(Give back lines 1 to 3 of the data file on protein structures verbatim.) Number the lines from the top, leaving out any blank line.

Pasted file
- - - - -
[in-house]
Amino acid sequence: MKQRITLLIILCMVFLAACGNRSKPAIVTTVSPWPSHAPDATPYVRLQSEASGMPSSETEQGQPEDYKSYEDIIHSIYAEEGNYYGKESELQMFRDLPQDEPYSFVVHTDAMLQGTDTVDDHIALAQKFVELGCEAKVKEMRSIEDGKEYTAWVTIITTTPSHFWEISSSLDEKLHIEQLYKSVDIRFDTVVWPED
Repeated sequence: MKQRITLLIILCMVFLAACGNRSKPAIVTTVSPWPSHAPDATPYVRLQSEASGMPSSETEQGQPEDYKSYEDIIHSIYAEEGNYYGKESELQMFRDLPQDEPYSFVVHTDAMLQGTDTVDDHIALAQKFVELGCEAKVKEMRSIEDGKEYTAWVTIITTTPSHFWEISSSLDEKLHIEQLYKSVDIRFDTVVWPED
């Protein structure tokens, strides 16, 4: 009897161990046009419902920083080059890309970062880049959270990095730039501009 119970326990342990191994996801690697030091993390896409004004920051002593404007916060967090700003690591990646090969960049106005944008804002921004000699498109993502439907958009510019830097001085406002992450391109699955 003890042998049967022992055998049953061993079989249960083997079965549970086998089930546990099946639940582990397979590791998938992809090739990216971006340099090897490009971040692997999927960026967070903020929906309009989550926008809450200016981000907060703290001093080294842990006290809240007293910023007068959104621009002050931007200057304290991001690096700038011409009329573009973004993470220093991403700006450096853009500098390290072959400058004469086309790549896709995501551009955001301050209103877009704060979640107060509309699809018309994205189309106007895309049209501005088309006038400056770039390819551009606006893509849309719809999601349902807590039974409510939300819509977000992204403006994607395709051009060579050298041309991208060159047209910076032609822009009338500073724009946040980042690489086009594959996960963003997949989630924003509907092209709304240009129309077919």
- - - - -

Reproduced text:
[in-house]
Amino acid sequence: MKQRITLLIILCMVFLAACGNRSKPAIVTTVSPWPSHAPDATPYVRLQSEASGMPSSETEQGQPEDYKSYEDIIHSIYAEEGNYYGKESELQMFRDLPQDEPYSFVVHTDAMLQGTDTVDDHIALAQKFVELGCEAKVKEMRSIEDGKEYTAWVTIITTTPSHFWEISSSLDEKLHIEQLYKSVDIRFDTVVWPED
Repeated sequence: MKQRITLLIILCMVFLAACGNRSKPAIVTTVSPWPSHAPDATPYVRLQSEASGMPSSETEQGQPEDYKSYEDIIHSIYAEEGNYYGKESELQMFRDLPQDEPYSFVVHTDAMLQGTDTVDDHIALAQKFVELGCEAKVKEMRSIEDGKEYTAWVTIITTTPSHFWEISSSLDEKLHIEQLYKSVDIRFDTVVWPED